At a convocation address delivered at the School of Planning and Architecture in Delhi sometime in the 1990s, Charles Correa held the largely student audience captivated, making a fascinating connection between the story of Ekalavya and how one learns, or is taught. He said architecture was learnt by observation and emulation and that you needed good teachers and good role models. He was both.
By the age of 28 or thereabouts, Correa had already started work on the Gandhi Smarak Sangrahalaya at the Sabarmati Ashram in Ahmedabad, which entered the chronicles of contemporary architecture worldwide. And, students in the few Indian schools of architecture at the time were encouraged to study and visit it. In the 50 odd years since, it is likely that he received every major international architectural award, and there were very few countries where he was not conferred membership as an honorary fellow of their professional institutes or societies of architecture.
Yet, he carried it all without fuss. He was scornful of cant and mystification and was not a man to suffer fools gladly or encourage meaningless verbiage about half-baked ideas. Sometimes he was perceived as ‘arrogant’, because he did not mind being rude when time was being wasted. But to those who had any sustained contact with him, he was always willing to listen carefully and to correct his views when convinced. Yes, you could argue with him, provided you could match his intellectual stamina.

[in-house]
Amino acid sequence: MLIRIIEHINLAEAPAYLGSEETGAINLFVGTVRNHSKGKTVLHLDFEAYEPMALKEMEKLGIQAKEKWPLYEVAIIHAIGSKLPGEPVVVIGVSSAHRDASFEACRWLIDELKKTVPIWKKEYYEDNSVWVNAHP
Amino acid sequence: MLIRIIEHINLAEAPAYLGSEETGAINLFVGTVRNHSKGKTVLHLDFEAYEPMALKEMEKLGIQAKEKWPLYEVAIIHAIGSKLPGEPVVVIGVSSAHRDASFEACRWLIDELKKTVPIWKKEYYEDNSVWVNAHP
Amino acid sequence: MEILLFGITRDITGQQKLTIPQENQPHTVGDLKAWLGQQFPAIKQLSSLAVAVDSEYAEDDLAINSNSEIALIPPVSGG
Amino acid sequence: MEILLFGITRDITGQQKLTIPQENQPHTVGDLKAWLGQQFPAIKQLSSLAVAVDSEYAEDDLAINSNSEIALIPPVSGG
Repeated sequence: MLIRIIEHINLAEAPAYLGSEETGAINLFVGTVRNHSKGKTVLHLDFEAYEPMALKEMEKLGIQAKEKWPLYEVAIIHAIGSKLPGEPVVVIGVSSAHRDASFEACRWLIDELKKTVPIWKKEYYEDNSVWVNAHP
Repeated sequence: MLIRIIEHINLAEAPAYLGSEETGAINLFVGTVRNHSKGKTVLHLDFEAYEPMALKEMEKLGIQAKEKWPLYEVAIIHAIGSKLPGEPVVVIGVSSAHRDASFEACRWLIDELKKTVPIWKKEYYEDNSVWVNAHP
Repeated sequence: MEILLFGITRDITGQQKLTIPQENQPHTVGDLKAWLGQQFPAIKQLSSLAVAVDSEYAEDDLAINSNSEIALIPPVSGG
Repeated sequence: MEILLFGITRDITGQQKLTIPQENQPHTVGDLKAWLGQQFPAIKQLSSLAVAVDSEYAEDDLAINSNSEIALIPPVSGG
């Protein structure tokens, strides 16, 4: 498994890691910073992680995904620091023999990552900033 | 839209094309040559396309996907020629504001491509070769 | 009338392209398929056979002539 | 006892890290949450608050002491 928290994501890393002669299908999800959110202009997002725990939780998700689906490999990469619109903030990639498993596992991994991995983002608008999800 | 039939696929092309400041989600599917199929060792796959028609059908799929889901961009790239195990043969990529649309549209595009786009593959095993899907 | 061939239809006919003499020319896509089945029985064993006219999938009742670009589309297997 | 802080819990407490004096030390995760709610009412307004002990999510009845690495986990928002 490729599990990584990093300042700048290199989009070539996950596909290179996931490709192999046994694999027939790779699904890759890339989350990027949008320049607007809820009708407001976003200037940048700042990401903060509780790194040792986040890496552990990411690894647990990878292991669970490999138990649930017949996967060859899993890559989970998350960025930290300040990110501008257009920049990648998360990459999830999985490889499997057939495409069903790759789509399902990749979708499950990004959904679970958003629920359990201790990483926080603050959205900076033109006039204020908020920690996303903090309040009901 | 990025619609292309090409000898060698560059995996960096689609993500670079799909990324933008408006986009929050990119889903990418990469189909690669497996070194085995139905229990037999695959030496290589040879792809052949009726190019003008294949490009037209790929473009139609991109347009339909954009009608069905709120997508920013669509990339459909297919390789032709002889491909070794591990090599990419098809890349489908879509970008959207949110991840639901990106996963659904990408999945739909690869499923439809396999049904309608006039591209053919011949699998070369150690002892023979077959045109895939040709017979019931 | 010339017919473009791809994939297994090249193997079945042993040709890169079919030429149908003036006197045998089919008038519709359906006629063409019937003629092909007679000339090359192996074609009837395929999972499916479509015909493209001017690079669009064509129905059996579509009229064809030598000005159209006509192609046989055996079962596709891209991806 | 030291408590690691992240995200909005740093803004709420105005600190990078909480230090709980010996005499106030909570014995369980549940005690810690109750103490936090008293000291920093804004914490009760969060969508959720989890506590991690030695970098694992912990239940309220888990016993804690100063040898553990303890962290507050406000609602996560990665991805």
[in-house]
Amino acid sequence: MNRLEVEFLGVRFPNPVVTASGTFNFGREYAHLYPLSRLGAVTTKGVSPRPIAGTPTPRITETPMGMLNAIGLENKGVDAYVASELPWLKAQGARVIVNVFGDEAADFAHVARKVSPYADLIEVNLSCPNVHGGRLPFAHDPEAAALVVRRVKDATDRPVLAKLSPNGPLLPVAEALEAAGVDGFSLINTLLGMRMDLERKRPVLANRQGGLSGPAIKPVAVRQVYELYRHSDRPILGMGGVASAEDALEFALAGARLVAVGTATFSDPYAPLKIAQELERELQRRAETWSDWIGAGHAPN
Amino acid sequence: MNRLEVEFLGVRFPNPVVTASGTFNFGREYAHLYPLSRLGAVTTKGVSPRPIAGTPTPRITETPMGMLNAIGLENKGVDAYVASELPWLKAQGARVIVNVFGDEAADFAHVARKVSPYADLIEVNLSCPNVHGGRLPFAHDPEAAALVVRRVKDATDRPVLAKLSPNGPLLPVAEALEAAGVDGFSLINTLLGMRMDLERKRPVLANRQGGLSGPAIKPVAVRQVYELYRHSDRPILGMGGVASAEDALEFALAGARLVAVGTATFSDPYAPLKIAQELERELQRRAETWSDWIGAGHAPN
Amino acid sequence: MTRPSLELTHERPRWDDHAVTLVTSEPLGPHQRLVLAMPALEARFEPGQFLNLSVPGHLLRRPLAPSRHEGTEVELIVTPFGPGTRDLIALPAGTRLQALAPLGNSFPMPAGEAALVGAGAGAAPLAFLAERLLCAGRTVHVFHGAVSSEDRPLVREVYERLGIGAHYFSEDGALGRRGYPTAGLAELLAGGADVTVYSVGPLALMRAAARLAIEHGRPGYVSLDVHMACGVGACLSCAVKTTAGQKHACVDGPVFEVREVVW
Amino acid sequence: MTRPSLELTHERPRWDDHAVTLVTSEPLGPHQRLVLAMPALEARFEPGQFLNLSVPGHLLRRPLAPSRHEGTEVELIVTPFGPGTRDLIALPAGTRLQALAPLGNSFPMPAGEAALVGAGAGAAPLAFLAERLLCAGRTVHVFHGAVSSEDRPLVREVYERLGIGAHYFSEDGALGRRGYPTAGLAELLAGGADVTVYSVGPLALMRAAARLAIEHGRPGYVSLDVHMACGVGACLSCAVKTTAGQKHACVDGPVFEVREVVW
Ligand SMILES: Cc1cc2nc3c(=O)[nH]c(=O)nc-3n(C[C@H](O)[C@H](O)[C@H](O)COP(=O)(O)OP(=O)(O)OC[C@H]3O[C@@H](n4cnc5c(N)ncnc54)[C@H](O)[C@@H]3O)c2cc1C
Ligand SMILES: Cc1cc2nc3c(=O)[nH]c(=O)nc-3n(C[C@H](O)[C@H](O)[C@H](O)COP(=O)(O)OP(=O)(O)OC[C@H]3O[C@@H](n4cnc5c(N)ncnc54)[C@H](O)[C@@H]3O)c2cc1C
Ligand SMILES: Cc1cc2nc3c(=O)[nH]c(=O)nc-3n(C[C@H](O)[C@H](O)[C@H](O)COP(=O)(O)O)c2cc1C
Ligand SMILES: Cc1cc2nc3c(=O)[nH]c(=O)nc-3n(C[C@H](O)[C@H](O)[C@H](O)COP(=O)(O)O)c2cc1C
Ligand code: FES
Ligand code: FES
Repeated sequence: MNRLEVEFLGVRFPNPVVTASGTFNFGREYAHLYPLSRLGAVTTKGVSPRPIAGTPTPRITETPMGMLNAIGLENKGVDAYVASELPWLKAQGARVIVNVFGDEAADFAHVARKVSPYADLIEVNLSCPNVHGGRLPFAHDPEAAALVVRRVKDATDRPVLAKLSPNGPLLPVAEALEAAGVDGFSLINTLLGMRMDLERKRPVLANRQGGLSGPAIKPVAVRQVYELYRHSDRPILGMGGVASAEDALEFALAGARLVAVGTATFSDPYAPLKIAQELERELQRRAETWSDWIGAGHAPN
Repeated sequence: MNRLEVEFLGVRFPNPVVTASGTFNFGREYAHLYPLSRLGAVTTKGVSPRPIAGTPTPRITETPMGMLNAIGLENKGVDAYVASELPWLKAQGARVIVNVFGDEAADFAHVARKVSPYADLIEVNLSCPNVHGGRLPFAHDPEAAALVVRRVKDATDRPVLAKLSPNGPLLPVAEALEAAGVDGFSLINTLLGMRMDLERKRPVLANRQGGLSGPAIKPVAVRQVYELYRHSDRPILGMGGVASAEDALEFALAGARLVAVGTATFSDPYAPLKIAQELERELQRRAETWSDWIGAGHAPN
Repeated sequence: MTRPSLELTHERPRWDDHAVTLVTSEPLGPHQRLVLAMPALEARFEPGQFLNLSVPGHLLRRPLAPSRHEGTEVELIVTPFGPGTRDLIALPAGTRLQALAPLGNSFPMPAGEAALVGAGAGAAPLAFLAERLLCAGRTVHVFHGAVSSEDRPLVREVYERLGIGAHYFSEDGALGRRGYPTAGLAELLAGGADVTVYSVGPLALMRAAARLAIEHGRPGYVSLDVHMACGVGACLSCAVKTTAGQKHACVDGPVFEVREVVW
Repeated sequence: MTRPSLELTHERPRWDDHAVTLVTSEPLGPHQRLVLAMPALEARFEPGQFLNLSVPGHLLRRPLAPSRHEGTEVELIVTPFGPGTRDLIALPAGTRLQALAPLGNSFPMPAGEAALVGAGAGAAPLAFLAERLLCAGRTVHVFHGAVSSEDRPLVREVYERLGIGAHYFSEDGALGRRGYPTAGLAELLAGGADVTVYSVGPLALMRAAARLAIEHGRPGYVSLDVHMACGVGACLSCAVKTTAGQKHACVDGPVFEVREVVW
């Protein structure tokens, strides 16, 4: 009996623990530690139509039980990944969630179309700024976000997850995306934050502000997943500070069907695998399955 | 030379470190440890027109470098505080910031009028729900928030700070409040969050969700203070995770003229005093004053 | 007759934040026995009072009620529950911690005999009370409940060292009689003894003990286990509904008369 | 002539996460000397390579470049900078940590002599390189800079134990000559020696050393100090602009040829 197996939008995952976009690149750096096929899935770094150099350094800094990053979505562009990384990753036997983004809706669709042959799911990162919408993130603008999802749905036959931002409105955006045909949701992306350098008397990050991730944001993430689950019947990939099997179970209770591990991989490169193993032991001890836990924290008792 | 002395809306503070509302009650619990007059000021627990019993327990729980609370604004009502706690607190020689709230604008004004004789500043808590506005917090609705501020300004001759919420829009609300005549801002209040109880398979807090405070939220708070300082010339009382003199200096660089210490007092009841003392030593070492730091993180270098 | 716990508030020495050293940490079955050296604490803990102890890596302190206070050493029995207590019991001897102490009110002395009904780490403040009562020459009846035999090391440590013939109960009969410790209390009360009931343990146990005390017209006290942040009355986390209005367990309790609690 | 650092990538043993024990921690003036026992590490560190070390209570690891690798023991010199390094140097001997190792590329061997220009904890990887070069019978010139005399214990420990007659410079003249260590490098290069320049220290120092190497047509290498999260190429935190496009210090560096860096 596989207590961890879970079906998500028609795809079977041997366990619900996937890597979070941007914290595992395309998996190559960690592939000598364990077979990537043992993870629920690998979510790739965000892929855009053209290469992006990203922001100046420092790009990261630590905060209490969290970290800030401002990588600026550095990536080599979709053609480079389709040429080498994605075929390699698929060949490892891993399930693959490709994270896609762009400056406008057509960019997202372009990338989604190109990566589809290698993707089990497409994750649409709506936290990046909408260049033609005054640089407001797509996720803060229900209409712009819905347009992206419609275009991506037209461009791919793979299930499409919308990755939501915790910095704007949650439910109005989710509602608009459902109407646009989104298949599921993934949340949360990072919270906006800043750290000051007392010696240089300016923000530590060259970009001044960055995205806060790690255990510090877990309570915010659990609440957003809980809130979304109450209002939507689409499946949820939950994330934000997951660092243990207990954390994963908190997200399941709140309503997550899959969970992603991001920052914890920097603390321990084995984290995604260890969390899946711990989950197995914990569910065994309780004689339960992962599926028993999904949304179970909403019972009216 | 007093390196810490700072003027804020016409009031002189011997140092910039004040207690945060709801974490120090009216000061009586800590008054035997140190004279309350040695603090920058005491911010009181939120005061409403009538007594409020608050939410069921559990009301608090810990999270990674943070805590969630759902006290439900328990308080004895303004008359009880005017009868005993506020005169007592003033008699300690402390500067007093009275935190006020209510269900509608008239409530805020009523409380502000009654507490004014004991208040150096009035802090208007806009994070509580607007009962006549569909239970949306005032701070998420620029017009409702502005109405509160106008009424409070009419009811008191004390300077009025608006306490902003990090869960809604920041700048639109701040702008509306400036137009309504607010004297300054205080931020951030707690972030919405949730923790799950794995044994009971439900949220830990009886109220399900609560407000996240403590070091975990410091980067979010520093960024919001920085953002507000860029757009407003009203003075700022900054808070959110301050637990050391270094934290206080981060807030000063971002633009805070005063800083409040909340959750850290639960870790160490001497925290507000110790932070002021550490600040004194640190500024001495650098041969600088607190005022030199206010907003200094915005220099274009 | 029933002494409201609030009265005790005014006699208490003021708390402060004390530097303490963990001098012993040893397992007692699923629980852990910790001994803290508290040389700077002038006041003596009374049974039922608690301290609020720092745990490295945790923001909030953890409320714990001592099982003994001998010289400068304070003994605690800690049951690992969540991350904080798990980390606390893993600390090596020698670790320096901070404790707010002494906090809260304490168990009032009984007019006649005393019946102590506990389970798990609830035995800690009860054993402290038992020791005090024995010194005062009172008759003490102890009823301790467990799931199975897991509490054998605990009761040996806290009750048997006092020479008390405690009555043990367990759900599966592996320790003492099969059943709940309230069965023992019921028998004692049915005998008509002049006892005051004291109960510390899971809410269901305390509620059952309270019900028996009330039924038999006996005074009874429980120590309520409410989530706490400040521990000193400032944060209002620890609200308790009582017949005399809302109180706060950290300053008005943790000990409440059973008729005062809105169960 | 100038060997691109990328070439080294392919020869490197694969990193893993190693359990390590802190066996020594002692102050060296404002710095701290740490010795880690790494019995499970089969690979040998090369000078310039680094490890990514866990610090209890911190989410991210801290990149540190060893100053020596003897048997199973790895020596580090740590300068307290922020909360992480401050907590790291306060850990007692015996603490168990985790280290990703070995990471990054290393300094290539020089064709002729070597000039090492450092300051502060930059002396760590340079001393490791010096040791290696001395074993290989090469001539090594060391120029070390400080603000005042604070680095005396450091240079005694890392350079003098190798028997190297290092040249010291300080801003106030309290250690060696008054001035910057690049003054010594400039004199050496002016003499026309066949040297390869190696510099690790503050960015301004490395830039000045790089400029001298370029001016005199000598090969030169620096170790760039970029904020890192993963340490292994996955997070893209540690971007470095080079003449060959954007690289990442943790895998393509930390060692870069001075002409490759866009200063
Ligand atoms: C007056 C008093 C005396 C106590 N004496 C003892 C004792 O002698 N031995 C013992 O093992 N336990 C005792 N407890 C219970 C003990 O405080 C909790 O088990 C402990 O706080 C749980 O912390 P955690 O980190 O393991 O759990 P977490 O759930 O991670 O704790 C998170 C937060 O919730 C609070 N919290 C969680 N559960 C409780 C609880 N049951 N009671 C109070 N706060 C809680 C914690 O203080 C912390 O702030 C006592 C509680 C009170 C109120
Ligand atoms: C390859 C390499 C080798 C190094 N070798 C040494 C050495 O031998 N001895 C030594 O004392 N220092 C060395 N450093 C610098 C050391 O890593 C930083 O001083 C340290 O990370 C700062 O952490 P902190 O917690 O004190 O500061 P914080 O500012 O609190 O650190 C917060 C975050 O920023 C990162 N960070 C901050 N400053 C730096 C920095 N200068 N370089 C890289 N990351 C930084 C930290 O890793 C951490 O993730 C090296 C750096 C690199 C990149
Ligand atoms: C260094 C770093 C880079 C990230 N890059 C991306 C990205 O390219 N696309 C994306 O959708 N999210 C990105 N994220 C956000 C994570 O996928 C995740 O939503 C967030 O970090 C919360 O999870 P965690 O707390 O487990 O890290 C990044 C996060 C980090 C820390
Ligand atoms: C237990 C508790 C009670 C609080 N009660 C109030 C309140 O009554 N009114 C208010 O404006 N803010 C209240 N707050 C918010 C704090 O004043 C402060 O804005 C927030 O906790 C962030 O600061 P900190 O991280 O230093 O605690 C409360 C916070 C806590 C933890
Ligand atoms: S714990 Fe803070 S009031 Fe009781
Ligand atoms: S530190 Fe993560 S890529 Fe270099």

His legacy? It is immense. It is a measure of the trust people reposed in him and his stature among fellow professionals and the concerned public that his appointment as chairman of the Delhi Urban Art Commission in 2005 was universally welcomed as a refreshing change, at a time when that organisation was perceived as just another moribund municipal impediment to development and creativity, rather than a catalyst and facilitator for urban design.
Correa initiated a period of much activity and interaction with professionals and the public through participation in the preparation of a major exhibition about a vision for Delhi. He established a virtual hotline to the highest levels of the Central and state governments to explain the commission’s initiatives, one of which was the presentation of a draft zonal plan for New Delhi, at the request of the New Delhi Municipal Corporation. Another project was the concept for integrating infrastructure, transport and open space into a connected landscape structure for the city, an idea which subsequent commissions carried forward.
Earlier, the Report on Urbanisation (1988), produced under his chairmanship of the National Urbanisation Commission, is widely believed to have “changed the syntax of urban debate in India”, with far-reaching results.
Then, of course, there is the whole body of work, throughout the country, and locations globally, at MIT, in New York, Lisbon, Toronto and elsewhere. Correa’s work said it all and it would not be inappropriate to paraphrase Gandhiji's famous sentence: “My work is my message.” Finally, it is true to say that this is what he achieved, that in doing so well the work for which he had this extraordinary gift, he brought honour to his profession, and honour to India, from whose timeless traditions and wisdom he charted, with undeviating accuracy and luminous originality, his own course towards the realisation of an Indian contemporary architecture and urbanism.
The author is a leading landscape architect. He worked with Correa in the Delhi Urban Arts Commission.